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The Information Content of Implied Volatility from Options on Agricultural Futures Contracts
Mark R. Manfredo and Dwight R. Sanders
Year: 2002
 

Abstract

Agricultural risk managers need forecasts of price volatility that are accurate and meaningful. This is especially true given the greater emphasis on firm level risk measurement and management (e.g., Value-at-Risk and Enterprise Risk Management). Implied volatility is known to provide a readily available, market based forecast of volatility. Because of this, it is often considered to be the "best" available (e.g., optimal) volatility forecast. However, many studies have provided evidence contrary to this claim for many markets (Figlewski). This research examines the forecasting performance of implied volatility derived from the Black-1976 option pricing model in predicting 1-week volatility of nearby live cattle futures prices. Unlike many studies of implied volatility, this research takes a practical approach to evaluating implied volatility, namely from the perspective of an agribusiness risk manager who uses implied volatility in risk management applications, and thus needs to understand its forecasting performance. This research also uses a methodology that avoids overlapping forecast horizons. As well, the methodology focuses on forecast errors that can reduce interpretive issues that can arise from traditional forecast evaluation procedures. Results suggest that implied volatility derived from nearby options contracts on live cattle futures is a biased and inefficient forecast of 1-week nearby futures price volatility, but encompasses all information provided by a time series forecast (i.e., GARCH). As well, our results suggest that implied volatility has improved as a forecast of 1-week volatility over time. These results provide practical information to risk managers on the bias, efficiency, and information content of implied volatility from live cattle options markets, and provide practical suggestions on how to adjust the bias and inefficiency that is found in this forecasting framework.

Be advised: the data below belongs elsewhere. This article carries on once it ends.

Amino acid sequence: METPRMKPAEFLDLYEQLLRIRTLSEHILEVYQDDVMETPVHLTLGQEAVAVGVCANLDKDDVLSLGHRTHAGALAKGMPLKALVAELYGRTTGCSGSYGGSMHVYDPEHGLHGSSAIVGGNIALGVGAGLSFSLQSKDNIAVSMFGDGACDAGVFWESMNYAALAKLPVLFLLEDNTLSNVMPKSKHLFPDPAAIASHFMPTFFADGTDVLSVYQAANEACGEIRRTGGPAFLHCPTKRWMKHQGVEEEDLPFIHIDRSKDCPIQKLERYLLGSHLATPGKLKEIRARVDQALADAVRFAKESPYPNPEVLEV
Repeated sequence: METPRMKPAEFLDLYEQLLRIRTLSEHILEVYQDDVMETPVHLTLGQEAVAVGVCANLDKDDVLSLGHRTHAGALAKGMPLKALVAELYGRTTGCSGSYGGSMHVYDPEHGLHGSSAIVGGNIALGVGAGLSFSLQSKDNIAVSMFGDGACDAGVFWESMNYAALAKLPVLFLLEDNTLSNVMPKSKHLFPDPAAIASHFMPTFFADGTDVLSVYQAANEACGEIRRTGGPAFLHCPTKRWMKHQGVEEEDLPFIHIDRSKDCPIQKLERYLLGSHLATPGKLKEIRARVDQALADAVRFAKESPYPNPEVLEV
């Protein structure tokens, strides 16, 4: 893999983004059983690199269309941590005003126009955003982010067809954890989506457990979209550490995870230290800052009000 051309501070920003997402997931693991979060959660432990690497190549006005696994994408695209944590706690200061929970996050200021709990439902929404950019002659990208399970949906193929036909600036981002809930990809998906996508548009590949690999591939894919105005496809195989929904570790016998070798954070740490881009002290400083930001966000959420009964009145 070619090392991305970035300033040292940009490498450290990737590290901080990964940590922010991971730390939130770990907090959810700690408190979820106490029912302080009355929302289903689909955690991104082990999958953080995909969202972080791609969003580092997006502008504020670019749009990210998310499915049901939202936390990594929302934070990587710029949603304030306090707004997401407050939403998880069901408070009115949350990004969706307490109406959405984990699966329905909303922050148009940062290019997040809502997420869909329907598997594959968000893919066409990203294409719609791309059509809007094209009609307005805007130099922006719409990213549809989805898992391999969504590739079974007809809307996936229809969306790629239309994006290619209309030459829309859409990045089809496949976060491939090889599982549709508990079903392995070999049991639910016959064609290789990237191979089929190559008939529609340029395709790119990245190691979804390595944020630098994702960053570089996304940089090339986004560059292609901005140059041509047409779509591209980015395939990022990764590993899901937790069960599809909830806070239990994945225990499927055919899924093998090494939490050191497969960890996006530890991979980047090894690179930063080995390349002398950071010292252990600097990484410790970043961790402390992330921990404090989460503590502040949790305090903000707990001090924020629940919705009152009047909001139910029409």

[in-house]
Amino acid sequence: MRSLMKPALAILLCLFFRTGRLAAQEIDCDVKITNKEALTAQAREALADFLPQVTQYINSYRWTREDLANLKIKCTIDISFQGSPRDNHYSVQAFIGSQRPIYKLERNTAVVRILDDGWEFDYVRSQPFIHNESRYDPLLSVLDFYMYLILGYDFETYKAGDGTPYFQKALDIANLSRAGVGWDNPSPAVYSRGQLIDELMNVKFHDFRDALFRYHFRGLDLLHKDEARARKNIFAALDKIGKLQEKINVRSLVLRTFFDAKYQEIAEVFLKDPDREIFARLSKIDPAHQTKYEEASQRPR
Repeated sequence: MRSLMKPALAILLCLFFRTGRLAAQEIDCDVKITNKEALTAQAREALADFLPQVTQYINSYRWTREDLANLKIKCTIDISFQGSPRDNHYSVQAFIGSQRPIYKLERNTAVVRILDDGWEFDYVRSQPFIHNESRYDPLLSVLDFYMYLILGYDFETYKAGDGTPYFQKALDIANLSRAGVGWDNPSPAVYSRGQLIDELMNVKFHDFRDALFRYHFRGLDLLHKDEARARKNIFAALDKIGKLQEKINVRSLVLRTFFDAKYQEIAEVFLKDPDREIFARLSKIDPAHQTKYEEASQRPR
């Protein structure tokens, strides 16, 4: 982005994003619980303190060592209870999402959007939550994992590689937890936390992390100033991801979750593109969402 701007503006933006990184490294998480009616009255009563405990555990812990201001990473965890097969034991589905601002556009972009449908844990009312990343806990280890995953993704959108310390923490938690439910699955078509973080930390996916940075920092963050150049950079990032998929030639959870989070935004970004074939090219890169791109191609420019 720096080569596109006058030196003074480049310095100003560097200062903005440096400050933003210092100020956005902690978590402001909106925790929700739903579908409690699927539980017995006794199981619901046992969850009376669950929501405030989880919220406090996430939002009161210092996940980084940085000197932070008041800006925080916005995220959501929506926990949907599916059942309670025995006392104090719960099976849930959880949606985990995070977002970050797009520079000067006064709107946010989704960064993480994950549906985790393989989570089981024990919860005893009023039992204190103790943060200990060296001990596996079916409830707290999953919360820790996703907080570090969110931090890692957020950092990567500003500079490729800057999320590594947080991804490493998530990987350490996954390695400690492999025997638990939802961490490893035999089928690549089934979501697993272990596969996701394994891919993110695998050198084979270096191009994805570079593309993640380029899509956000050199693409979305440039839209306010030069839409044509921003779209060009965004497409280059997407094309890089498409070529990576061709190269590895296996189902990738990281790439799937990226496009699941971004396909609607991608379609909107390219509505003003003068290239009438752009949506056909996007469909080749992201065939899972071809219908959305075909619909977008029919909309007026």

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A Decision Model to Assess Cattle Feeding Price Risk
Gary J. May and John D. Lawrence
Year: 2002
 

Abstract

Traditional break-even/fed cattle price projections do not provide adequate risk information to feeders, investors, lenders, and other stakeholders interested in cattle feeding decisions. The objectives of this study were two-fold: 1) develop a spreadsheet model that could estimate the net income distribution surrounding a cattle placement decision based on historical errors of futures based price forecasts, and 2) determine whether information generated from the model can be used to improve placement and marketing decisions. To accomplish objective 1, model was developed that could estimate the income distribution around a pen of cattle under a cash speculating and short hedge pricing strategy. Distribution estimates were based on 7 alternative forecast horizons and were derived from historical forecast errors. To accomplish objective 2, decision rules were developed that allow the feeder to specify the maximum probability he/she is willing to risk losing a specified level of income. These decision rules were compared to random and naive decision rules by simulating the outcomes over 168 discrete six months feeding periods between 1987 and 2000. Risk averse decision rules were successful in signaling highly unprofitable feeding periods, but also filtered out highly profitable feeding periods.